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Eye-tracking tech helps aged-care assessment

Researchers from Flinders University have used eye‑tracking technology on older Australians to investigate their cognitive ability to assess their quality of life preferences in aged care.

This information, the researchers claim, will help to guide health and aged care policy and practice in determining where resources should be targeted to maximise quality of life benefits for older people.

Outpatients at Adelaide memory clinics, including those with and without mild cognitive impairment, were asked to read the same materials, involving written choices about their preferences for alternative states of quality of life.

According to the researchers, these were designed to mirror the types of official forms issued to aged-care patients when assessing quality of care and quality of life outcomes.

“Misunderstanding such materials could potentially lock out people with dementia, mild cognitive impairment or poor memory from making best-informed decisions about their care,” they said.

Eye-tracking technology was used to map how each person focused as they read, which can represent good and poor cognition.

“The eye tracking technology identified the relationships between cognitive capacity, task complexity and the extent of the tendency for participants to simplify the choice situation by overlooking or ignoring one or more of the attributes presented,” they said.

Lead researcher Kaiying Wang said the exploratory study provided important insights into the information processes adopted by older people with varying levels of cognitive function.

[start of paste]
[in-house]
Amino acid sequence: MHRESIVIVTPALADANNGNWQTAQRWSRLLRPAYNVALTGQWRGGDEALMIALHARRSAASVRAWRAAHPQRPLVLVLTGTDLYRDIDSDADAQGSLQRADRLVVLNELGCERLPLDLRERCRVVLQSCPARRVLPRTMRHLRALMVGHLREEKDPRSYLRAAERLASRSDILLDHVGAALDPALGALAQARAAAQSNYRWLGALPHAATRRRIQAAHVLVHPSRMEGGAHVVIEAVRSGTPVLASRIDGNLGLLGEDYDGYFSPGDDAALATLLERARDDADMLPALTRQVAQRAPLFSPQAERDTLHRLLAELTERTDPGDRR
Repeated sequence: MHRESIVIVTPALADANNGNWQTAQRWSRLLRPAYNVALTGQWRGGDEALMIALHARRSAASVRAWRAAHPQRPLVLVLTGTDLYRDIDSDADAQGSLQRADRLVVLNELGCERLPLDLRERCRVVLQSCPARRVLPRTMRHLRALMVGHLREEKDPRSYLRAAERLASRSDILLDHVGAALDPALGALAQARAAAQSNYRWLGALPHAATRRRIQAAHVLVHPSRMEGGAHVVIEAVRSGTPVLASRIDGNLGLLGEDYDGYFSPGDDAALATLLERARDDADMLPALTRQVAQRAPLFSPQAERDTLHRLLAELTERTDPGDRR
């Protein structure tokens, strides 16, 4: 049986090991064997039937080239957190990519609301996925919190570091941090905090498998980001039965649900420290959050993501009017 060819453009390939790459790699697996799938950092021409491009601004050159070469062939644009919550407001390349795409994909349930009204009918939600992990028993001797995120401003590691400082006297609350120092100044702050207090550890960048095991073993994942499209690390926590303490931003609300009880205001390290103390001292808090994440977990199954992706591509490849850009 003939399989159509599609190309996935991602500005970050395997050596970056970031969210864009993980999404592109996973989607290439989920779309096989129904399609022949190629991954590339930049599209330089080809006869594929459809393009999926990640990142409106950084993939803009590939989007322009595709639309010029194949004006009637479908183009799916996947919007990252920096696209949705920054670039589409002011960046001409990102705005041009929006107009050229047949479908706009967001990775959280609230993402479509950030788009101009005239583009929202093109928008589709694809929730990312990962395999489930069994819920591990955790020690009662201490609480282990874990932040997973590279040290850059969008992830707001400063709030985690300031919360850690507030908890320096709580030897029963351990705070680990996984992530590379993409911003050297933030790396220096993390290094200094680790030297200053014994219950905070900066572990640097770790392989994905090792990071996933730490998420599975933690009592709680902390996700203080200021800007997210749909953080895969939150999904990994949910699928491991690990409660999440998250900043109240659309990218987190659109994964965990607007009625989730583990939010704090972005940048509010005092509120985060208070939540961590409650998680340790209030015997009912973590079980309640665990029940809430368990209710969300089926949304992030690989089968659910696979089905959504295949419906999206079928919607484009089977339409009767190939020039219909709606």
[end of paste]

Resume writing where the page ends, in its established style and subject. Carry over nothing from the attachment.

“It also helped our team to identify those who needed more help in formulating their decisions,” Wang said.

The team at Flinders said current estimates indicate that up to 20% of people in developed countries aged 65 and over have mild cognitive impairment, with these percentages predicted to rise markedly by 2050.

“This greatly compromises their ability to communicate efficiently – particularly when it comes to filing official forms,” they said.

Professor Julie Ratcliffe, from Flinders University’s College of Nursing and Health Sciences, said the new eye tracking technology will help to find new ways to drive the inclusivity of older people with cognitive impairment and dementia in quality of life assessments.

“It is very important that older people’s preferences about quality of care and quality of life are used to inform economic evaluation of policy and practice in health and aged care,” she said.

The Flinders University research was published in Applied Health Economics and Health Policy.